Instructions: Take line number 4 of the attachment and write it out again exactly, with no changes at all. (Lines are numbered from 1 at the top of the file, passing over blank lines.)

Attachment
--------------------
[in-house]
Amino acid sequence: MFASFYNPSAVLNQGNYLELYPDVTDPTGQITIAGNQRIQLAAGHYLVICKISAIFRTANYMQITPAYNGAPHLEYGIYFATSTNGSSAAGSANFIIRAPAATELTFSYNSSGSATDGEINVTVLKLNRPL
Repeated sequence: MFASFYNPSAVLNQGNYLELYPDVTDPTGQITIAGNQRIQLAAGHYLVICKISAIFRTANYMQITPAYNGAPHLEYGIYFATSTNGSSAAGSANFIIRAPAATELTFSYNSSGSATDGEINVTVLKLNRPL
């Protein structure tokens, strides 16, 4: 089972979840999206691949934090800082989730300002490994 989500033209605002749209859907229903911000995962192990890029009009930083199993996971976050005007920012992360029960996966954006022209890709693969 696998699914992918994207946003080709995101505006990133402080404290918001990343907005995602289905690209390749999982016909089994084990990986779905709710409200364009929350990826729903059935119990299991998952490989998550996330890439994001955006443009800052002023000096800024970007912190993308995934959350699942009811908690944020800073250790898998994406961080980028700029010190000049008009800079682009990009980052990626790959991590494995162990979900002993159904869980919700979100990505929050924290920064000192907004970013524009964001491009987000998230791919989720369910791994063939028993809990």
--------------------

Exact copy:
């Protein structure tokens, strides 16, 4: 089972979840999206691949934090800082989730300002490994 989500033209605002749209859907229903911000995962192990890029009009930083199993996971976050005007920012992360029960996966954006022209890709693969 696998699914992918994207946003080709995101505006990133402080404290918001990343907005995602289905690209390749999982016909089994084990990986779905709710409200364009929350990826729903059935119990299991998952490989998550996330890439994001955006443009800052002023000096800024970007912190993308995934959350699942009811908690944020800073250790898998994406961080980028700029010190000049008009800079682009990009980052990626790959991590494995162990979900002993159904869980919700979100990505929050924290920064000192907004970013524009964001491009987000998230791919989720369910791994063939028993809990």